Our Artwork of the Month in April 2020 was Columbus in der Slovakei (1936), a cultural travel guide by Leopold Wolfgang Rochowanski (1888–1961) that introduced Slovak modern art, architecture and, mainly, folk culture to the unaware German-speaking reader. This post is a follow-up: though Columbus was a financial disaster, and almost drove its publisher EOS-Verlag into ruin, Rochowanski pursued the idea of publishing more travel guides of the same sort. Writing to various institutions and government agencies across Europe, he proposed travel guides to the Czech Lands, the Sudetenland, Austria, and the Netherlands in the late 1930s, all of which were rejected amid growing political tensions and a dire economic situation. However, the author eventually succeeded after the Second World War, publishing a cultural travel guide to Austria with the Österreichische Buchgemeinschaft (Austrian book club) in 1949. At this point Austria, whose population had eagerly supported National Socialism, yearned to reinvent itself in an effort to overcome the past, and officials such as Chancellor Karl Renner focused on promoting an Austrian identity that was separate from that of Germany. Against this background, Rochowanski’s second travel guide, Unser Land mit unsern Augen (Our Land with our Eyes), shows that the theme of continuity and rupture, which the CRAACE project focuses on around 1918, recurred around the historical break of 1938–1945. Given that the book had already been written in 1938 but was only published later, as its epilogue reveals, it raises some important questions about new beginnings and a lingering past, which bring to light striking continuities in Austria before and after 1945.
Not long ago, this blog featured a review of Their Safe Haven, a book that explores the life and work of fourteen Hungarian artists who settled in Britain in the 1920s and 1930s. One of them, George (György) Mayer-Marton (1897–1960), became a senior lecturer at Liverpool College of Art, and received several commissions to decorate churches in England with murals. The Crucifixion in the Church of the Holy Rosary in Oldham is now under severe threat. The church has been closed since 2017, and the artwork is at risk of being damaged by vandalism, water leaks, as well as by the eventual demolition or redevelopment of the building. The artist’s great-nephew, Nick Braithwaite, is leading a campaign to save the mural with the support of SAVE Britain’s Heritage, which has issued an appeal to restore the work and have it listed as a protected monument.
The artwork of the month for June 2020 is A Walk Through the Metropolis by Erika Giovanna Klien (1900–1957). It is perhaps the most ambitious and imposing example of the short-lived Viennese art movement known as ‘Kinetism’ that flourished in the early 1920s. Executed in gouache on paper, it consists of seven one meter-square panels laid alongside each other resulting in a work that is seven meters in length. The city it depicts is a site of thrilling, dynamic encounters, between the spectator and the physical environment, between buildings, and between the spectator and unspecified others on the street. The metropolis is a place of life and energy, and the work communicates, too, a sense of urban noise. Yet who was Klien, and what was Kinetism?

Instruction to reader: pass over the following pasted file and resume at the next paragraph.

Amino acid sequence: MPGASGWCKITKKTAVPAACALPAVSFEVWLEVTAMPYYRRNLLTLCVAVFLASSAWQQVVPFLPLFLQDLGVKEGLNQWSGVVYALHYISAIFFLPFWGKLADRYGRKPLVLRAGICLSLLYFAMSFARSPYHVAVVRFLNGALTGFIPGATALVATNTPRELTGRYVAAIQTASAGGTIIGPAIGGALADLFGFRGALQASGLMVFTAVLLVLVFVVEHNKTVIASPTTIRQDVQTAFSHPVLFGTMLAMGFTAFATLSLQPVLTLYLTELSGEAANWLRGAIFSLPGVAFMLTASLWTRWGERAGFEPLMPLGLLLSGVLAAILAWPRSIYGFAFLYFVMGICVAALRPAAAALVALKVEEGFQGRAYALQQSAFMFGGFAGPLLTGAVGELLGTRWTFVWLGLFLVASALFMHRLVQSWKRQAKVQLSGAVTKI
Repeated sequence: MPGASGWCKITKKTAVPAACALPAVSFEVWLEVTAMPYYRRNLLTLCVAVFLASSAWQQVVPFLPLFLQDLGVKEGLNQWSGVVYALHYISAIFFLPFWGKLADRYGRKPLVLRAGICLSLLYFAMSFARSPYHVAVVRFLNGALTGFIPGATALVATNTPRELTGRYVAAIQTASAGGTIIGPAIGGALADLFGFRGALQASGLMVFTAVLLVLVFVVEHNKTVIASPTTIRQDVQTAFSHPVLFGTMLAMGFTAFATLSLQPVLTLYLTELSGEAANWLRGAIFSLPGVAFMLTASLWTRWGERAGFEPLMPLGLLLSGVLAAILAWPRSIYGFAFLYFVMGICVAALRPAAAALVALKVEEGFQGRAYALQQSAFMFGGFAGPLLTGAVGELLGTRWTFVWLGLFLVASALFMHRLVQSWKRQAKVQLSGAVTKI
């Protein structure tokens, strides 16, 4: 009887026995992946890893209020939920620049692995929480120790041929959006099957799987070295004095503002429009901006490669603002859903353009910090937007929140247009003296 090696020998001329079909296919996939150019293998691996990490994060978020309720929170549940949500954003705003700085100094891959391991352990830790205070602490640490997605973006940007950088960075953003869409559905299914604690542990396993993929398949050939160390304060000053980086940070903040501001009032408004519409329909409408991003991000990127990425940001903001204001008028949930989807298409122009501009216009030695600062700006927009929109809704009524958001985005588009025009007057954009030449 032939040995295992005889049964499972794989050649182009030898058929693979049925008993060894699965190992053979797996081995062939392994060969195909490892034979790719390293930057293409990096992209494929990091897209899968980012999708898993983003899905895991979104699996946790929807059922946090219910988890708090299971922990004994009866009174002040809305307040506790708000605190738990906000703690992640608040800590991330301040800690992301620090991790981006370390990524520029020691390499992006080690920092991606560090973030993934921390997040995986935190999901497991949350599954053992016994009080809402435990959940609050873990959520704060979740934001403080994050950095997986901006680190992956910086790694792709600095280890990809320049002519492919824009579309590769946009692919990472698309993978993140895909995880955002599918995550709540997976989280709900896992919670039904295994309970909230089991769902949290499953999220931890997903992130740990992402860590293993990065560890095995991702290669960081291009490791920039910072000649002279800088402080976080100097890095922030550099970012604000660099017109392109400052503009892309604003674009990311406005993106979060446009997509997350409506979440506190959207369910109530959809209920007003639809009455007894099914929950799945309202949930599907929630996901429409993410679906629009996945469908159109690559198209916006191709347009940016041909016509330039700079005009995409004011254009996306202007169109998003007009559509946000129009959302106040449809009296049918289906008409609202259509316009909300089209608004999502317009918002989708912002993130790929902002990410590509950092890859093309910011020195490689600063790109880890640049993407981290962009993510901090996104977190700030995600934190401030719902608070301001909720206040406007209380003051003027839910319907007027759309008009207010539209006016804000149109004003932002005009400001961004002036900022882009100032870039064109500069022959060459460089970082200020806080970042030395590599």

In the 1920s new concepts became prominent across Europe that mingled technology with the idea of the human. The Czech novelist Karel Čapek (upon the suggestion by his brother Josef) was the first to use the word ‘robot’ for artificial lifeforms modelled after humans, in his famous play R.U.R. (1920). Čapek was in fact referring to an old system of forced labour in Central Europe, where the peasantry had to provide the local lords with a certain amount of unpaid labour every year, the so-called robota (work). The pivotal moment of Čapek’s play is the robots’ uprising against their creators, which leads to the extinction of mankind. In the epilogue, however, the robots Primus and Helena develop human feelings for each other, and the former engineer Alquist, one of the last humans alive, declares them the new Adam and Eve.
To mark the 100th anniversary of the death of Max Dvořák the Institute of Art History of the Czech Academy of Sciences in Prague is staging a conference in 2021 on the legacy of the Vienna School of Art History. Click here for the call for papers.
Max Dvořák (1874-1921) was a pioneer of what has subsequently been referred to as ‘art history as the history of ideas’ (Geistesgeschichte). Where art historians had previously been primarily concerned with the evolution of art’s formal languages (the history of style) or with purely factual information about the production of artworks and the lives of the artists who made them, Dvořák sought to anchor the interpretation of artworks in an understanding of the broader cultural and intellectual currents of their time. He stopped short of espousing a social history of art, but he certainly saw the importance of cultural history for the analysis of works of art. Dvořák has since been criticised for relying too much on vague generalisations about the history of ideas as the background to art, but there is no denying that his essays and lectures, especially those published posthumously in the volume Art History as the History of Ideas (Munich, 1924), were enormously influential on younger generations of art historians, who sometimes argued with each other over how best to preserve his legacy.